In Gen 25:26 we read:

After that came his brother out, and his hand took hold on Esau's heel; and his name was Jacob: and Isaac was threescore years old when she bare them. (KJV)

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The literary artistry here is (at least) threefold:

  1. It continues the struggle predicted by Yahweh (v. 23) and begun in the womb (v. 24), now at the moment of emergence from the womb. (To be continued, below.)

  2. It builds on the folk etymology offered for Jacob's older brother in 25:25. ("Hairy" (śēʿār) ~ "Esau" (ʿēśāw) — this one is a stretch, but it's apparently intended.)

  3. It's a wordplay in Hebrew. The noun ʿāqēb = "heel"...

    so his name was called yaʿăqōb

    using the same triliteral root: ʿ-q-b. The pun culminates in 27:36:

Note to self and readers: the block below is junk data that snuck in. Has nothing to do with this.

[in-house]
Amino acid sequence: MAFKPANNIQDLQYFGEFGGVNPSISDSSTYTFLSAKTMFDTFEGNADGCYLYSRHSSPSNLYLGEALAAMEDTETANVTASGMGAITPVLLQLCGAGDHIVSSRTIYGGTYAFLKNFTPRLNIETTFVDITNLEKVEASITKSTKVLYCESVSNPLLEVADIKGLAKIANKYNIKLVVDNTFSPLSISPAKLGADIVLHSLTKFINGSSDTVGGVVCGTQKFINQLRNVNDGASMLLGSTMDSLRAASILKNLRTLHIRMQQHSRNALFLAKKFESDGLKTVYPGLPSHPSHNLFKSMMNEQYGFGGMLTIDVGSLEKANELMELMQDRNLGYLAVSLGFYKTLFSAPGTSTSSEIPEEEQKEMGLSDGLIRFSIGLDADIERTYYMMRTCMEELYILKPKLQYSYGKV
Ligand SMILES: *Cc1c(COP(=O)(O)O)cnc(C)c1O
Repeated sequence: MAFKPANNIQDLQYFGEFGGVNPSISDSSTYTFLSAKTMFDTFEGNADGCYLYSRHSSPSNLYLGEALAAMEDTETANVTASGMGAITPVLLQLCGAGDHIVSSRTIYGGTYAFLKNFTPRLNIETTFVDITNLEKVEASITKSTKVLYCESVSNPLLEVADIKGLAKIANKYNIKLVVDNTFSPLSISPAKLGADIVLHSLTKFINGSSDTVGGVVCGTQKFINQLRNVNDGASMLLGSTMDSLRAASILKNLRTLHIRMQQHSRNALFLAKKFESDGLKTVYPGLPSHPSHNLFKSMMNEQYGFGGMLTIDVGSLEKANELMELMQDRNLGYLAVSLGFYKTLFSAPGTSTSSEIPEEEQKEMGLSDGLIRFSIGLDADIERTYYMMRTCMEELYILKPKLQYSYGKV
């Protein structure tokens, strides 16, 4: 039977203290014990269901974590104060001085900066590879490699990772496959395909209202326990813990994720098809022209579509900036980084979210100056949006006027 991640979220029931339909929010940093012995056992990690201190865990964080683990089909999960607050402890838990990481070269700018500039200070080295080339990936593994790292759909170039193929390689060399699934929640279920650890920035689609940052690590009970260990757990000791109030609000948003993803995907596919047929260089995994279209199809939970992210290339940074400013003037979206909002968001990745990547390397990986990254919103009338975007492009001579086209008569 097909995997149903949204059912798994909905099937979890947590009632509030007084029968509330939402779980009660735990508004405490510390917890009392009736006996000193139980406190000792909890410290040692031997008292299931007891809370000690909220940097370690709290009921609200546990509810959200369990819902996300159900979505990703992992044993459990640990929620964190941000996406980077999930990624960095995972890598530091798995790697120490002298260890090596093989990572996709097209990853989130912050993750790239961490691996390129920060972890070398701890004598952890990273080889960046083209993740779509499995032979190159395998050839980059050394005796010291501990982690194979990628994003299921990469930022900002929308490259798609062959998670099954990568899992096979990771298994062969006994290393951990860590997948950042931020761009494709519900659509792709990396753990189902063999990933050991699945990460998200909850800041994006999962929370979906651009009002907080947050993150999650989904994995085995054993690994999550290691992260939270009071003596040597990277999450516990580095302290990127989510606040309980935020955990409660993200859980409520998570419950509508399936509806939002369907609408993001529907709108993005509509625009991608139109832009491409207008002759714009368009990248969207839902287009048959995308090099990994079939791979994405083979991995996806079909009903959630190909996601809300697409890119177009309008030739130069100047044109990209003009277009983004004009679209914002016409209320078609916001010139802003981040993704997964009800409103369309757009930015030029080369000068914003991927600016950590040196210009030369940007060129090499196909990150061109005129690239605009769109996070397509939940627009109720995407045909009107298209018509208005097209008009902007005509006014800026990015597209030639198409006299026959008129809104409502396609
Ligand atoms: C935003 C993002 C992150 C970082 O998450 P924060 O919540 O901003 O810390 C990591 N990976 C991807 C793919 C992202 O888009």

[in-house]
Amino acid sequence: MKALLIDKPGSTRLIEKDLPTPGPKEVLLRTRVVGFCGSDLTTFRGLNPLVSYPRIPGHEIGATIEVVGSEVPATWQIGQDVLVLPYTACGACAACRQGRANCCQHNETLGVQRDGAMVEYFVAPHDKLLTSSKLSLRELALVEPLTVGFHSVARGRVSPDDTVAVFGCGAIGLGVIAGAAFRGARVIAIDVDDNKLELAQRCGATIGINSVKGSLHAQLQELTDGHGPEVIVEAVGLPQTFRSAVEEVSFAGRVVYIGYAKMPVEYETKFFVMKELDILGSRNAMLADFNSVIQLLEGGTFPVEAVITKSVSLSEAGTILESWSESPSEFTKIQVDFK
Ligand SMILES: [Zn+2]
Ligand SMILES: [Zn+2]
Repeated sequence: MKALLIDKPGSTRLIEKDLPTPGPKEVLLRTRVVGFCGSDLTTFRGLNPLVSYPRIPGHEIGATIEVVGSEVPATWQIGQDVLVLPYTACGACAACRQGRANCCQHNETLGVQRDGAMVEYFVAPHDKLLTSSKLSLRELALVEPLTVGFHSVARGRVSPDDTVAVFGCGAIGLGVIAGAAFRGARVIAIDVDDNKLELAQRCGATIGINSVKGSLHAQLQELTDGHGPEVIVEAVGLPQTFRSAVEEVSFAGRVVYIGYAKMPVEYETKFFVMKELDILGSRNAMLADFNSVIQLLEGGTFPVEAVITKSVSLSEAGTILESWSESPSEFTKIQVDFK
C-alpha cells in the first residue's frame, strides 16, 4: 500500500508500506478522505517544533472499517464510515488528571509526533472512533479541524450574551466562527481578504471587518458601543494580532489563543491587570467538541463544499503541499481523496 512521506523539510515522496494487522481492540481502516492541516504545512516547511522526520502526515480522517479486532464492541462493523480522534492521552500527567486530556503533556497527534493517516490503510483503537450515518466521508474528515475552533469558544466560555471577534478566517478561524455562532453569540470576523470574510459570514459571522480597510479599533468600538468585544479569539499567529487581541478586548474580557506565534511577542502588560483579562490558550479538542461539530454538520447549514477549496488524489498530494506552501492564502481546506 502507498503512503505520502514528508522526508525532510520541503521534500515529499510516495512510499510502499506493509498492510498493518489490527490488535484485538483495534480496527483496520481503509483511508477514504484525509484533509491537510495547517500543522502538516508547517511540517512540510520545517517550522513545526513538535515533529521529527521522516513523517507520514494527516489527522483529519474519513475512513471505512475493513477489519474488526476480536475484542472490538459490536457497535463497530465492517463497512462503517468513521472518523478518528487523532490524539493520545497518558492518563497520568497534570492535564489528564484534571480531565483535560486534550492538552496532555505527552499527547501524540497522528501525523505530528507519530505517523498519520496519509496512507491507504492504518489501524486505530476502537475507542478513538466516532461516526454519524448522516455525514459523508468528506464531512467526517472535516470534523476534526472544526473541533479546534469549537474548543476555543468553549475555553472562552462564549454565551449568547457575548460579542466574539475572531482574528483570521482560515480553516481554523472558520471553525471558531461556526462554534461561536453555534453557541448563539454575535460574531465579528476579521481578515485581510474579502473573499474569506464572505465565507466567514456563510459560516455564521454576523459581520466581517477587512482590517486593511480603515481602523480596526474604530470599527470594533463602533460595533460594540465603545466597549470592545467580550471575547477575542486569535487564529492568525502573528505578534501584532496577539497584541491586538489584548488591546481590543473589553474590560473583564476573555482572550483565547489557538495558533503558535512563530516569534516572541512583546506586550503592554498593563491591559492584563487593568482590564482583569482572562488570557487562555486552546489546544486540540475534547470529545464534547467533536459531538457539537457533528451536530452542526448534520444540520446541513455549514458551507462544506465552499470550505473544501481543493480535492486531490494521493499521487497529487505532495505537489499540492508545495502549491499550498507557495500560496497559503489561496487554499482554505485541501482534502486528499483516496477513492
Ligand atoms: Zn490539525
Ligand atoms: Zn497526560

Esau said, "Is he not rightly named Jacob (yaʿăqōb)? For he has cheated me (yaʿqĕbēnı̂) these two times."

    Although not totally obvious even in transliteration, the consonants עקב (ʿ-q-b) are consistent from the noun (heel = ʿāqēb) to the name (Jacob = yaʿăqōb) to the verb ("he cheated": ʿqb > wayyaʿqōb). Here is one of the best developed and most satisfying folk etymologies in Genesis.*

*N.B. While it appears to be the case that the verb "he cheated" is derived from the noun "heel" — BDB: "follow at the heel, fig. assail insidiously, circumvent, overreach" — this is likely unrelated to the etymology of the name yaʿăqōb. This was beyond the concern of the author, however.

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